By Bob Hertzel
Times West Virginian
Back on New Year’s Eve, 2008, shortly after West Virginia University had edged North Carolina, 31-30, to win the Meineke Car Care Bowl, an attempt was made to put Mountaineer quarterback Patrick White into his proper historical perspective.
After all, he had just engineered his fourth consecutive bowl victory, something no other quarterback had ever accomplished, while finishing his career as the all-time leading rusher among quarterbacks. Why not try to assess his place in history?
The analysis put together that day certainly was open for debate, but he wound up No. 9 all-time, which is not really what we are here to discuss on this day.
Instead, the man who was given the moniker of greatest collegiate quarterback of all time in that analysis was one Tommie Frazier of Nebraska, and this comes to light again today because during this past week the Class for 2012 to enter the College Football Hall of Fame was announced, and Frazier was snubbed by the voters.
One does not quibble with those players who were elected, including at the top of the class the likes of Charles Alexander, the LSU tailback, and Art Monk, the Syracuse wide receiver.
But three quarterbacks were selected over Frazier, Steve Bartkowski of California from 1972-74, Tommy Kramer of Rice from 1973-76 and Ty Detmer of BYU from 1988-91.
None of them made the list that was presented that day of top quarterbacks, and neither Bartkowski nor Kramer was so much as mentioned among those who might have been deserving for consideration yet did not make the final cut.
If you were looking for the greatest passers of all time, certainly Tommie Frazier was not a Hall of Fame quarterback, but if you were looking for the quarterback who had the greatest effect upon a school’s history, on a quarterback who rose to the occasion over and over when a hero was needed and — most important — a quarterback who won, you could not overlook Frazier.
One tweet expressed the proper outrage:
“Tommie Frazier: 33-3, 2 titles, 4 conference championships, 6,266 yards and 83 TDs. NOT GOOD ENOUGH, APPARENTLY.”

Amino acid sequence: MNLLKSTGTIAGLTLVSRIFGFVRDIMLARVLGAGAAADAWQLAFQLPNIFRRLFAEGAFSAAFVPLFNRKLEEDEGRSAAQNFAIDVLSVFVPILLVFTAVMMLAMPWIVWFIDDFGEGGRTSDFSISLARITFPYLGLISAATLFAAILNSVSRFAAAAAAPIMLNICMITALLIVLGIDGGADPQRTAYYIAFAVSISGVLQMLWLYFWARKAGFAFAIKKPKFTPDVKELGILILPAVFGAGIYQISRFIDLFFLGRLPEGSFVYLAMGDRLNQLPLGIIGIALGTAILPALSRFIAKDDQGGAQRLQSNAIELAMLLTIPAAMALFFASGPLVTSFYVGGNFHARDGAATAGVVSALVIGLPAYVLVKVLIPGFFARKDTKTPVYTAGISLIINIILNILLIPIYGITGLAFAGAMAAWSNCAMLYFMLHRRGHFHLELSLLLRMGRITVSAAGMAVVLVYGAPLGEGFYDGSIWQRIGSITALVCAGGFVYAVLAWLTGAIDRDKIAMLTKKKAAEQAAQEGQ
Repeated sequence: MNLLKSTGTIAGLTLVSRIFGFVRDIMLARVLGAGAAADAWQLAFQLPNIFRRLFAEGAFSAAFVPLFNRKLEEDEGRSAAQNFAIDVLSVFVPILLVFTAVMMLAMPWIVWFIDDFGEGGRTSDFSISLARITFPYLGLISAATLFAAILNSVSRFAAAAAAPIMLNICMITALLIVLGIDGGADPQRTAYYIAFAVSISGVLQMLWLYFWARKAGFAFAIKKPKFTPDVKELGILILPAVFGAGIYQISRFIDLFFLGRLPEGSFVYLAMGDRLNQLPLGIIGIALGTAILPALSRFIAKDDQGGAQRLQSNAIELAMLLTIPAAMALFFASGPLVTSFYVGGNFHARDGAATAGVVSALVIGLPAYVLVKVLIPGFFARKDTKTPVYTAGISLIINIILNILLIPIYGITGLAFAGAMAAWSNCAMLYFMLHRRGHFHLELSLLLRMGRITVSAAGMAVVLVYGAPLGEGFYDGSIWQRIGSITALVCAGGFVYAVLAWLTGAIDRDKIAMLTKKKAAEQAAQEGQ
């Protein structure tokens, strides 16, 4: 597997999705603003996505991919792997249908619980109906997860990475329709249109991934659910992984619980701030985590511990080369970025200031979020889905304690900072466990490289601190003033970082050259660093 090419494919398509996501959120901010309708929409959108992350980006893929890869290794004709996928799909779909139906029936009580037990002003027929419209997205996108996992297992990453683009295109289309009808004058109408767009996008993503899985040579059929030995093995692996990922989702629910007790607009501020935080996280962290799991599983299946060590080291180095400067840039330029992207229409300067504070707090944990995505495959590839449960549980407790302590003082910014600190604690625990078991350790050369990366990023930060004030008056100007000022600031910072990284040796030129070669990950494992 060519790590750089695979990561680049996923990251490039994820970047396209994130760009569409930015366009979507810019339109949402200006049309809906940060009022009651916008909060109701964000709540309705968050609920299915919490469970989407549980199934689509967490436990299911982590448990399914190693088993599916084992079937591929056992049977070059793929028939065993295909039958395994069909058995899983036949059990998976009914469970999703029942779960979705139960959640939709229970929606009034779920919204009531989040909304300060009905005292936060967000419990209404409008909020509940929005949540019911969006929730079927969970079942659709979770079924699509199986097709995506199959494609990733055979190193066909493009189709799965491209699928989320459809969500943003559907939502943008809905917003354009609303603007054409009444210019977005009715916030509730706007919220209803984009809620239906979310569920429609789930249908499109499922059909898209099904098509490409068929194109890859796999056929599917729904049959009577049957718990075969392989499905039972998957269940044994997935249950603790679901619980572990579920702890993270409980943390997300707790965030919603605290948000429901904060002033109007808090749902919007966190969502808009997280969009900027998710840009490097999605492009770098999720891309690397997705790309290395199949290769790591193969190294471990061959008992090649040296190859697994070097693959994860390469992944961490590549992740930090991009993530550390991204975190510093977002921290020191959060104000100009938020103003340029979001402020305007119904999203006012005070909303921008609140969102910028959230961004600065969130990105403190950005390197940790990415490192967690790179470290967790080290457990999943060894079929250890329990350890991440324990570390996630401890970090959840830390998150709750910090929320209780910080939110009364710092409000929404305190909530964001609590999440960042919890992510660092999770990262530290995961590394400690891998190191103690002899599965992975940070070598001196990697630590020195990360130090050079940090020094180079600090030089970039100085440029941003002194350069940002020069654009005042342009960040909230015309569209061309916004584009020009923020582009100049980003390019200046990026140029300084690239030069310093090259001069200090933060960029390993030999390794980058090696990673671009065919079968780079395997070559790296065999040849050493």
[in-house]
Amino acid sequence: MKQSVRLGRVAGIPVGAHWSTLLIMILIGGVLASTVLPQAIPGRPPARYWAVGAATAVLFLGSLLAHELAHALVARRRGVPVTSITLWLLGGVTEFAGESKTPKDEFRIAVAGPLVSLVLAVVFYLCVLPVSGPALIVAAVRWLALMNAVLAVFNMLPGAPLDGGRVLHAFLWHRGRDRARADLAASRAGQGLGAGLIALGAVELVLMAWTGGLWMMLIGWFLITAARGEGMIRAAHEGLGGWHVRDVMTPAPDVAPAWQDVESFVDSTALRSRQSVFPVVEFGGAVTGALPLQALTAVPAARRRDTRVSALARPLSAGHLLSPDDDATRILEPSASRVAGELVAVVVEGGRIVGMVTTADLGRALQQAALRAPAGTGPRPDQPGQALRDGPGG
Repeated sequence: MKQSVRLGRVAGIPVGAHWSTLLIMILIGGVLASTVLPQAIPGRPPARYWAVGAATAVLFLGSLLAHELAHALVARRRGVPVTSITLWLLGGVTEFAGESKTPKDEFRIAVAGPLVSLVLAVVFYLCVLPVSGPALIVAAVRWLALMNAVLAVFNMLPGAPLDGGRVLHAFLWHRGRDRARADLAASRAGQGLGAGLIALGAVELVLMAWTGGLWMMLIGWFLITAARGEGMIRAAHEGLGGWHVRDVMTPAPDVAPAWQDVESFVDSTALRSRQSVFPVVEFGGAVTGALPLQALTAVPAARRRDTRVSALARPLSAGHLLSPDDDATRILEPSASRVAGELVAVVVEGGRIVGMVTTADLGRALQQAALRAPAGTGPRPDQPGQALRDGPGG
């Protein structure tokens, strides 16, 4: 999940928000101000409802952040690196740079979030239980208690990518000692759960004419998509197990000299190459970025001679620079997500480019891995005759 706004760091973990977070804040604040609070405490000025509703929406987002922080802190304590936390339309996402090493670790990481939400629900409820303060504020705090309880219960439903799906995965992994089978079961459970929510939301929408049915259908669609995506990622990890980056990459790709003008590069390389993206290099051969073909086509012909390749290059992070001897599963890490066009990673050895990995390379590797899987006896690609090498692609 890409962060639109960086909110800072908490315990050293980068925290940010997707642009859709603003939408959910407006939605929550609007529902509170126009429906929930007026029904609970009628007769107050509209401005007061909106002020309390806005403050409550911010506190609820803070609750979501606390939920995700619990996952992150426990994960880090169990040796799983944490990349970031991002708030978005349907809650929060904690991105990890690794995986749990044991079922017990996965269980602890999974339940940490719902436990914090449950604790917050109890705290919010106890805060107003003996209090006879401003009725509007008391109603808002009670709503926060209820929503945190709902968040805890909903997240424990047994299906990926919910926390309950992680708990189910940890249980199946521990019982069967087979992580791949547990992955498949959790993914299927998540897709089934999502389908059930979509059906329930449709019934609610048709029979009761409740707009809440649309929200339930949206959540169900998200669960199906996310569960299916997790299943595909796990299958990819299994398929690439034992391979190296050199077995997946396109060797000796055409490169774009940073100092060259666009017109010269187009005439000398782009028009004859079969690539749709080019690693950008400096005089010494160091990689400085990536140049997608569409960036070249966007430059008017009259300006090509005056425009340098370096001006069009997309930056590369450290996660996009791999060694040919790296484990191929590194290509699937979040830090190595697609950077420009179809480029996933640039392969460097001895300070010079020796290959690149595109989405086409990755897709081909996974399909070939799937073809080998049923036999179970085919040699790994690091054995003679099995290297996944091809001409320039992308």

And one writer put it another way:
“Nebraska quarterback Tommie Frazier was the best player on the best college football team of the past 25 years, and possibly the greatest college football team of all time.”
The worrisome part of this snub is that Frazier was Patrick White before there was a Patrick White, a different kind of quarterback who came along out of nowhere and changed the fortunes of a school, Frazier being able to take it even further than White as he won two national championships.
Neither White nor Frazier, however, are the kinds of quarterbacks that the world fawns over when the films of their performances begin to dim, for each was a runner and not a thrower, and we have been taught over the years to fawn over the Mannings III, over the Namaths and the “Slingin’” Sammy Baughs.
Neither White nor Frazier had those kind of arms and therefore failed to keep themselves in the public consciousness post-college with an NFL career.
But what did they do?
White changed the course of WVU history in mid-game, his team being pushed around by Louisville in a 2005 game when starting quarterback Adam Bednarik was injured, and White came in to create with Steve Slaton one of the greatest comebacks in WVU history.
Two years later WVU was on the doorstep of a national championship game until he was injured against Pitt and WVU failed to get the job done, again changing the course of history as Rich Rodriguez resigned as coach in its wake.
Frazier’s tale was much the same, Nebraska having won only one game over a Top 20 the year when Frazier arrived. With him at the controls the Cornhuskers won 13 of 15 against Top 20 in games he started, including that pair of national championships that included the greatest run ever made by a quarterback not named Patrick White or Major Harris.
As a junior, Frazier returned from a seven-game absence caused by a blood clot to direct the Huskers to a come-from-behind win over Miami, Fla., in the FedEx Orange Bowl and the school’s first national title in 23 years.
The next season he rushed 16 times for an NCAA quarterback bowl-record 199 yards in a 62-24 Fiesta Bowl rout of No. 2 Florida for the national crown.
This is Hall of Fame stuff, much as Patrick White’s performance is clearly of Hall of Fame value, and, it could come to be in a different sense, this year’s quarterback Geno Smith might well pass his way into the Hall with the monster senior season he seems capable of having.
There are those who are saying that Frazier was kept out of the Hall of Fame because he wasn’t eligible, the Hall having a little-known, unwritten rule that a school can’t have players selected in consecutive years and Nebraska had a player enshrined last year. Frazier, however, was also snubbed last year, when he was just as much a Hall of Fame performer.
Email Bob Hertzel at email@example.com. Follow on Twitter@bhertzel.